Education has hit the reefs once more. The terrible ordeal of one of the worst crimes has roiled the search for learning again and with a frequency that is direly sickening for a city that flaunts its progressive and libertarian credentials.
Less than three months after a four-year-old lower primary student was molested in Kolkata’s GD Birla Centre for Education, a seven-year-old girl of Carmel School was doomed to a similar fate in the room meant for dance lessons.
Whereas two male physical instructors have been arrested for the outrage in the first week of December, a male dance teacher is alleged to be responsible for the second. Horror of horrors, there has been yet another incident in a third South Kolkata school ~ Kamala Girls’.
It used to be said in the 1970s that chaotic Calcutta was scarcely suitable for graduate studies, let alone academic pursuits at higher levels. More than 45 years later, the city isn’t safe for girls in the primary segment; the foundation is as brittle as it is repugnant.
This is the fundamental reality of girls’ education that is yet to be addressed for all the collective jaw-dropping of the education department, the police, guardians and civil society generally. There is need for greater supervision, effective safeguards et al. The issues to be tackled are teacher-student ratios, which are abysmally high in many schools despite high fees, smaller class sizes, child sensitisation and teacher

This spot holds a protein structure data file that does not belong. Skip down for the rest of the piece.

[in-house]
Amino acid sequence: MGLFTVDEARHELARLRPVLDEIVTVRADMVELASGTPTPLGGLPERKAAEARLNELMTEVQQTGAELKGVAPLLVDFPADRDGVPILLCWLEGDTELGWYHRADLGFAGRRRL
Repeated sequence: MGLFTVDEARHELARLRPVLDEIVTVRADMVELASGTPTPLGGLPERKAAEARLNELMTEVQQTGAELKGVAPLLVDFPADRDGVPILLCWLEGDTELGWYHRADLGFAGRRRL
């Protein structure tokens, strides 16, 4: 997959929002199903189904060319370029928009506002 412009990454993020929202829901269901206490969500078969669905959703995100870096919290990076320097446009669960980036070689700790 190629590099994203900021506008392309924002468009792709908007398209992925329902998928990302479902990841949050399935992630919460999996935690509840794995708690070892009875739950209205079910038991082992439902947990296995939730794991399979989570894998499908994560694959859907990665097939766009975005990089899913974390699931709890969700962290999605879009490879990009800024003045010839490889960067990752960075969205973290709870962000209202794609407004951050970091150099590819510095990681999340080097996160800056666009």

It would be less than accurate to aver that gender disconnect is the core issue and the upshot of Monday’s meeting of the Association of Christian Schools in West Bengal is critical to the context. These institutions are forced to engage male dance teachers in the absence of “employable female candidates to teach western dance forms”.
Rightly has the association resolved to maintain “traditions” without compromising on safety. Prima facie, some schools lack the fundamental safeguards, such as CCTV cameras. That said, the idea of an entire childhood spent under the camera’s glare is repugnant.
The authorities of the schools, all of some repute, have been engaged in a laboured bout of hedging, most particularly over the reason why there is little or no internal surveillance. The crime ought to be of riveting concern to those engaged in the fashionable campus pursuit of women’s studies.
Even in a purportedly “prestigious” school, the girl child is safe no more. But as other cases show, sometimes she isn’t even safe within the sanctuary called home. The sickness is almost overwhelming.